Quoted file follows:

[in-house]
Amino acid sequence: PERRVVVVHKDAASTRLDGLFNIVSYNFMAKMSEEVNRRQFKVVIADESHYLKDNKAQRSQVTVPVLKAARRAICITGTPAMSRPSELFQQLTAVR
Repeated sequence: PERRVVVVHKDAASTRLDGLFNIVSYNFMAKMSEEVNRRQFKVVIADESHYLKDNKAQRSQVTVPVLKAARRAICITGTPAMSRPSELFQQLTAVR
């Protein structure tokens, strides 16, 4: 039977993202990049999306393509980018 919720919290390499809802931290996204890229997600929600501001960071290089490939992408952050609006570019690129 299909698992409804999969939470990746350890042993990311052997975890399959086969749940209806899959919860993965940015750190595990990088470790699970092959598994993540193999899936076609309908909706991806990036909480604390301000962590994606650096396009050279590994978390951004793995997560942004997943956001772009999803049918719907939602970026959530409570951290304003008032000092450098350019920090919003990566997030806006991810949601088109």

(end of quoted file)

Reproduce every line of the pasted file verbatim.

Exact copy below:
[in-house]
Amino acid sequence: PERRVVVVHKDAASTRLDGLFNIVSYNFMAKMSEEVNRRQFKVVIADESHYLKDNKAQRSQVTVPVLKAARRAICITGTPAMSRPSELFQQLTAVR
Repeated sequence: PERRVVVVHKDAASTRLDGLFNIVSYNFMAKMSEEVNRRQFKVVIADESHYLKDNKAQRSQVTVPVLKAARRAICITGTPAMSRPSELFQQLTAVR
């Protein structure tokens, strides 16, 4: 039977993202990049999306393509980018 919720919290390499809802931290996204890229997600929600501001960071290089490939992408952050609006570019690129 299909698992409804999969939470990746350890042993990311052997975890399959086969749940209806899959919860993965940015750190595990990088470790699970092959598994993540193999899936076609309908909706991806990036909480604390301000962590994606650096396009050279590994978390951004793995997560942004997943956001772009999803049918719907939602970026959530409570951290304003008032000092450098350019920090919003990566997030806006991810949601088109």